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Some scattered thoughts about Kaman (YAC)

From:Mangiat <mangiat@...>
Date:Friday, February 27, 2004, 19:20
Ok... here are some scrappy ideas I've been working on over the last two

Kaman is only a new label for an old ongoing project (formerly known as
Senquarian and later as Engrian). God only knows how long this name will
last. I've been spending an awful lot of time trying to rough out the basics
of its phonology, but after all this effort I'm still unsure whether I want
to explain some phonological alternations using consonantal length or
syllable contact... My ideas about the issue are now even in a worse
disarray than a year ago... So I decided to move on and try to outline the
morphological and syntactical structures of the language and let the
phonology stray for a while...

Kaman is going to be an accusative language. After reading the paper about
unaccusativity in Italian I mentioned a couple of days ago I may want to
introduce in this language something similar to what happens in my mother
tongue, but that is something much beyond the current development of the
project. I've been playing around with SOV word order long enough to
understand I like it and I'm going to stick to it. The general structure of
the language owes much to a grammatical description of Tuvan (a Turkic
language spoken in the Russian Altay, around Kyzyl) I'm currently reading.
The little I've read about Hindi also constitutes a major inspiration. This
means that Kaman will be a consistently OV language, with modifiers always
preceding heads- be they adjectives, adverbs or subordinate clauses. The
morphological structure of the language is somewhere between the
agglutinative and the fusive types, much closer to the former than to the
latter. Nouns should inflect for 4/5 cases (nom, acc, dat, gen; loc should
be used with proper names only); adpositional phrases are obviously realized
by means of postpositions.

The part of the system I'm now working on is verbs. I'm going to steal from
Turkic languages (and Hindi, too) a wide use of auxiliary verbs and
converbs. The verbal system has just turned from an aspect-based to a
tense-based one (the process has been evolving over the last five centuries,
probably). The original system displayed only an opposition between two
aspects,  perfective vs. imperfective. Tense wasn't consistently expressed,
and had to be deduced from context (Chinese does it, doesn't it?). For

1)    [ol] suhe põs
       he water drink.IMPF.3s

2)    [ol] suhe põste
       he water drink.PF.3s

1) could mean "he was drinking, he is drinking, he will be drinking",
whereas 2) generally meant "he drank up, he has drunk, he will have drunk".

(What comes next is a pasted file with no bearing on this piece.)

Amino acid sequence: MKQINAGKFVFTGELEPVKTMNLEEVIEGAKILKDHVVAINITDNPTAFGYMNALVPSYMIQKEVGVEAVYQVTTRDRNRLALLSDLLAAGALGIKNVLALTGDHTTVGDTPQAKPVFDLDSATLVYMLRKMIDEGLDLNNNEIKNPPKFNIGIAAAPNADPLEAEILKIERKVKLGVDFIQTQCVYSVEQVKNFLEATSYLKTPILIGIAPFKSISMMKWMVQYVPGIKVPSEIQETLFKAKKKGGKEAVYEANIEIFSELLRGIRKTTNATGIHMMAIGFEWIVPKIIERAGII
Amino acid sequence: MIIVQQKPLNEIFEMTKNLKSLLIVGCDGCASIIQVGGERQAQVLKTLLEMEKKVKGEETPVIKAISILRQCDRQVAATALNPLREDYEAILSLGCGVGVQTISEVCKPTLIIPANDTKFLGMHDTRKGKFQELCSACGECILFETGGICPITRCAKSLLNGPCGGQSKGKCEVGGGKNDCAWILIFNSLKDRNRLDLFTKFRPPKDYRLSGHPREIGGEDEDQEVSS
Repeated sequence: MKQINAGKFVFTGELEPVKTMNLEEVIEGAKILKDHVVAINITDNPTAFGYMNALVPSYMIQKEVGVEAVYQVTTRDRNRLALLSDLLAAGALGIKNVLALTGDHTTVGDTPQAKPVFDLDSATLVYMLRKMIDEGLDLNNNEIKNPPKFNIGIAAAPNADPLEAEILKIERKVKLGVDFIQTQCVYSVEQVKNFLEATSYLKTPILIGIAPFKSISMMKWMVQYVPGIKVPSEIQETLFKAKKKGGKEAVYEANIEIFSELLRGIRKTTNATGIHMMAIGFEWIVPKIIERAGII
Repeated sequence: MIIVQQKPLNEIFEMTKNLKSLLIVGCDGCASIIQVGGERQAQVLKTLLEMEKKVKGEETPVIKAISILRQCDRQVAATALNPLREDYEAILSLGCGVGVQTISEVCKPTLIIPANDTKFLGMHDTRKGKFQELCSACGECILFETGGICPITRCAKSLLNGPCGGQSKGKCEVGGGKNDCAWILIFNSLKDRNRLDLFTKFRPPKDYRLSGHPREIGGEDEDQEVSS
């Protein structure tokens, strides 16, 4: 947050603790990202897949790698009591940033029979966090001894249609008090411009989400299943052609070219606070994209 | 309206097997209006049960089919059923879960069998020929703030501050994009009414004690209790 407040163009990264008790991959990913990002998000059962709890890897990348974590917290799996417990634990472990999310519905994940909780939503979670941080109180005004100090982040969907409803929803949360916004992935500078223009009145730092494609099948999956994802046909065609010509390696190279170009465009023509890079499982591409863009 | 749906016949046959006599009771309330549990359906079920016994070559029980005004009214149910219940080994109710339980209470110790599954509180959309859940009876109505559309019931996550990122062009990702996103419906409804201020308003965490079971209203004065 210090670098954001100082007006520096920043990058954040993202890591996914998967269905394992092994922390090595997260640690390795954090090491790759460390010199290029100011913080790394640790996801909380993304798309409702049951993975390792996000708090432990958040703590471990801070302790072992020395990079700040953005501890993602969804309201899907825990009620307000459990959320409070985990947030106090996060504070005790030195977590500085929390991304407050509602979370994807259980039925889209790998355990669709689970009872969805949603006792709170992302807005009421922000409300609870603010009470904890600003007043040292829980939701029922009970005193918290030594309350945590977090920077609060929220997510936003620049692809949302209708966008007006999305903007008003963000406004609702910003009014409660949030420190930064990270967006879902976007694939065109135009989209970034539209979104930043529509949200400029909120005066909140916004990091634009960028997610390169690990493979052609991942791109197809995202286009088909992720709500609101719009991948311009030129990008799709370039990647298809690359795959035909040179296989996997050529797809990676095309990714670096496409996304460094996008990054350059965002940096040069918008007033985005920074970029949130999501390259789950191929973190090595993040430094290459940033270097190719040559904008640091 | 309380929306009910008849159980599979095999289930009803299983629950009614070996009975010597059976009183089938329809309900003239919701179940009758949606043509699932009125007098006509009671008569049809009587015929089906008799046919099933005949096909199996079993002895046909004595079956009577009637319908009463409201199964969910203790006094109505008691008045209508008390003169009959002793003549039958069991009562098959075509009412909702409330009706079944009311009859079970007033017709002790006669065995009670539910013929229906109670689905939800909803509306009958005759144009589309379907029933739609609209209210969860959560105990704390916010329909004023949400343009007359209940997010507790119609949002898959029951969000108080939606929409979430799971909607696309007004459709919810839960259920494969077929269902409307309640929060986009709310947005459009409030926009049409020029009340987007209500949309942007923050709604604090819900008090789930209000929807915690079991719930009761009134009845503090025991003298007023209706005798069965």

Perfect, however, was only seldom used to describe a perfective action in
the future, and started to be used for the past only. The Imperfect
consequently developed a 'tensy' present/future meaning. Meanwhile an
interesting system of auxiliaries accompanied by converbs (verbs with an
adverbial function within the sentence; see French and Italian gerund(ive))
evolved. Basically, some semantically bleached auxiliary verbs (to be, to
stand, to lie, to do...) combine with converbs to create a predicate with
new aspectual values.

3)    [ol] suhe põskon ha
       he water drink.CONV be.P/F.3s
       he is/will be drinking water (progressive aspect)

4)    [ol] suhe põse tur
       he water drink.CONV do.P/F.3s
       he (usually) drinks water (label for this aspect?)

5)    [ol] suhe põsol õve
       he water drink.CONV lie.P/F.3s
       he has/will have drunk water (a new perfective formation)
       The converb used in this last sentence (-Vl) has a perfective
meaning: the literal meaning of the sentence is "he lies having drunk/after
drinking water".

In the examples above auxiliaries are given in the present/future (P/F)
tense (the former imperfective aspect), but they can also be used in their
past (formerly perfective) forms, yielding the following meanings: 3b) he
was drinking water; 4b) he (usually) drank water; 5b) he had drunk water.
The menaing of 3b) evolved from a previous "he has (will have) completed
(perfective auxiliary verb) the action of drinking water (progressive
converb)" etc. The traditional simple verbs (i.e., with no auxiliaries) are
now slowly disappearing, but I think they will be retained in writing, where
they should keep much of their former aspectual connotation...

Well... does this aspect->tense shift make sense? All comments will be
greatly appreciated.